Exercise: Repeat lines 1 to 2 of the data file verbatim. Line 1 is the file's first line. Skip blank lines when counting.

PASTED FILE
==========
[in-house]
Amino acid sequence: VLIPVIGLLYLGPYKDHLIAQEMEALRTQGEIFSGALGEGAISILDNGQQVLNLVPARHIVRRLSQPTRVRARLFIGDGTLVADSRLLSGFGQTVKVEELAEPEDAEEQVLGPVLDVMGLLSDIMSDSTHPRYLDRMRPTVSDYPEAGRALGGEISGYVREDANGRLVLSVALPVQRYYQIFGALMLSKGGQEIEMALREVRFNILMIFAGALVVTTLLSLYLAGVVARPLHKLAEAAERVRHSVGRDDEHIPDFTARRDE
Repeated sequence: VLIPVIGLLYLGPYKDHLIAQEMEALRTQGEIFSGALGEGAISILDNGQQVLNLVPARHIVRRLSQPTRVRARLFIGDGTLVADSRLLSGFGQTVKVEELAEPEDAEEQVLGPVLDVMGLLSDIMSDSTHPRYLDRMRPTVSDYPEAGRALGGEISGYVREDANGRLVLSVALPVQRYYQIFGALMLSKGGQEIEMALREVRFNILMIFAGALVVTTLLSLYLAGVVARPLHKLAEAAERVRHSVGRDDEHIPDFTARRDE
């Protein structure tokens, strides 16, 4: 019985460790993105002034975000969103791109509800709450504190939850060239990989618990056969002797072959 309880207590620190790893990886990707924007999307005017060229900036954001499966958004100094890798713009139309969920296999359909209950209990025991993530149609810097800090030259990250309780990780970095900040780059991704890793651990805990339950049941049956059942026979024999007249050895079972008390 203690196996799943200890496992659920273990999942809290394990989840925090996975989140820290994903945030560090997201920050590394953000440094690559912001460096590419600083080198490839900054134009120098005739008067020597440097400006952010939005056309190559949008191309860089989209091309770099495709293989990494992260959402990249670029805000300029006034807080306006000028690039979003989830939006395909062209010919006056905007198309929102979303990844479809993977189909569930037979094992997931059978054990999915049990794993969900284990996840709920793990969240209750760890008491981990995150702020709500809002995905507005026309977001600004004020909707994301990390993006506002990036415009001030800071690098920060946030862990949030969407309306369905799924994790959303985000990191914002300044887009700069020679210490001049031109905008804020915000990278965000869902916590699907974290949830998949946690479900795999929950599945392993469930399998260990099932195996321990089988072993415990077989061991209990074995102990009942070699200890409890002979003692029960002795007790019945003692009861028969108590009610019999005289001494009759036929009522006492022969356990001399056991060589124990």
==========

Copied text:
[in-house]
Amino acid sequence: VLIPVIGLLYLGPYKDHLIAQEMEALRTQGEIFSGALGEGAISILDNGQQVLNLVPARHIVRRLSQPTRVRARLFIGDGTLVADSRLLSGFGQTVKVEELAEPEDAEEQVLGPVLDVMGLLSDIMSDSTHPRYLDRMRPTVSDYPEAGRALGGEISGYVREDANGRLVLSVALPVQRYYQIFGALMLSKGGQEIEMALREVRFNILMIFAGALVVTTLLSLYLAGVVARPLHKLAEAAERVRHSVGRDDEHIPDFTARRDE